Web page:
Iran's oil minister acknowledged for the first time on Monday that petroleum exports and sales had fallen by at least 40 percent over the past year, contradicting his previous denials and providing an unusual public admission that the cumulative impact of Western economic sanctions has grown more severe.
The acknowledgment by the oil minister, Rostam Qasemi, came as new restrictions from the sanctions are threatening to further choke Iran's ability to sell oil, its most important export. Under provisions of an American law that take effect in February, importers of Iranian oil that have been exempted from the sanctions cannot send the money used to buy it to Iran without risking penalties in the United States. The result could impound billions of dollars' worth of Iran's expected oil revenue in the banks of those importing countries.
Additional punitive measures, which President Obama signed into law last week, broaden the roster of blacklisted Iranian industries to include all energy, shipping and shipbuilding enterprises and seek to restrict barter transactions that Iran has been using to circumvent earlier sanctions. Some critics of the new steps say they nearly amount to a trade embargo.
In another consequence of the sanctions' impact, the Oil Ministry on Monday stopped the sale of jet fuel to Iran's heavily indebted domestic airlines unless they pay cash. The semiofficial Mehr news agency reported that most commercial airline flights inside the country had been canceled as a result.
Mr. Qasemi, a former Revolutionary Guards commander who was appointed oil minister more than a year ago, had consistently asserted that Iran had no problem selling its oil. In September, in an address to the Parliament, he said that oil exports were rising, despite outside data that showed a sharp drop. At other times, he has threatened to halt all oil exports in retaliation for the sanctions, apparently in a vain effort to raise oil prices by frightening global oil traders.
Both the Organization of the Petroleum Exporting Countries, of which Iran is a major member, and the International Energy Agency, a group of mostly Western oil-importing countries, have reported that Iran's crude exports fell to roughly a million barrels a day by the end of 2012, compared with 2.4 million a year earlier.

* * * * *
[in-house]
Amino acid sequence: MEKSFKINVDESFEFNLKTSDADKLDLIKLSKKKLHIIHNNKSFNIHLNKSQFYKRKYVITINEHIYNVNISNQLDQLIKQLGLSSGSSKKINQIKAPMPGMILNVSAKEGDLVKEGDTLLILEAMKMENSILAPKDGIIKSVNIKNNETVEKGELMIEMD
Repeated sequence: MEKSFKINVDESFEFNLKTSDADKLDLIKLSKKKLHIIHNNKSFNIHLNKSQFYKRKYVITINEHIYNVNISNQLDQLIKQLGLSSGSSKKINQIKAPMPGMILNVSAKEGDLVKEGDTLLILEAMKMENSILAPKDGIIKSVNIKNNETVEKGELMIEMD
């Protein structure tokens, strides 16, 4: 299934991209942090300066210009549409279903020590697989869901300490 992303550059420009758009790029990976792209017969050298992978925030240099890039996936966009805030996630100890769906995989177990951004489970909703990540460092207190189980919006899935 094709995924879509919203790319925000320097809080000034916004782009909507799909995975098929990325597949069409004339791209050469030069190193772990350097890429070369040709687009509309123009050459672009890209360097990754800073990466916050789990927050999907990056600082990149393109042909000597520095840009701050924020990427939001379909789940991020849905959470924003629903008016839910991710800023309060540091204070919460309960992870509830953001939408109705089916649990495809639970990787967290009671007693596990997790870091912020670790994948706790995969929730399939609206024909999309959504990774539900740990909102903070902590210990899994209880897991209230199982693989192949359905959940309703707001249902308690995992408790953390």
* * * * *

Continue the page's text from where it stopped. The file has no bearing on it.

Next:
Other Iranian officials have said it is clear that the country's oil exports have suffered.
Economists knowledgeable about Iran's sanctions problems said Mr. Qasemi's acknowledgment of the export decline, made at a parliamentary meeting on finances, was inevitable because the government must find a way to fill a large gap in the budget -- a gap that revenue from oil exports had been expected to fill.
The Iranian Students' News Agency quoted the minister as telling lawmakers that "there has been a 40 percent decrease in oil sales and a 45 percent decrease in repatriating oil money." The agency also quoted him as forecasting further decreases without specifying how much.
"It's common knowledge in Iran that oil exports have fallen," said Djavad Salehi-Isfahani, an economics professor at Virginia Tech, who visited his native Iran last month. "I don't know if the oil minister had been in denial."
Dr. Salehi-Isfahani suggested that President Mahmoud Ahmadinejad's government might have to resolve the budget deficit problem with an accounting maneuver that would recalculate the value of Iran's oil sales at half the official foreign-exchange rate -- 25,000 rials per dollar instead of the central bank's artificial rate of 12,260 rials per dollar.
That change would be much closer to the rial's actual value and essentially double the amount -- in rials -- gained from Iranian oil exports. But such a move would also concede the sanctions' severe inflationary impact, which has caused a steep fall in the value of the Iranian currency this past year.
Many Iranians have suffered from the rial's decline, which has essentially made them poorer by raising the price of imported goods. Iran's inflation also has left many Iranian businesses unable to pay wages or bills. The problem surfaced in a new way on Monday with the abrupt cancellation of domestic flights by Iranian airlines, which had been buying fuel on credit.
The head of the Airlines Association, Seyyed Abdol Reza Musavi, told Mehr that flights in Tehran, Kish, Mashhad and other airports had been halted because the carriers failed to repay their debts, and that fuel would now be provided "on a cash-only basis." It was unclear how long the flight suspensions would last.
The sanctions on Iran have been intensifying for the past few years because of its disputed nuclear program, which Iran says is for peaceful use but which Western countries and Israel suspect is meant to develop the ability to make nuclear weapons.
Thomas Erdbrink contributed reporting from Tehran.world
This article originally appeared in The New York Times.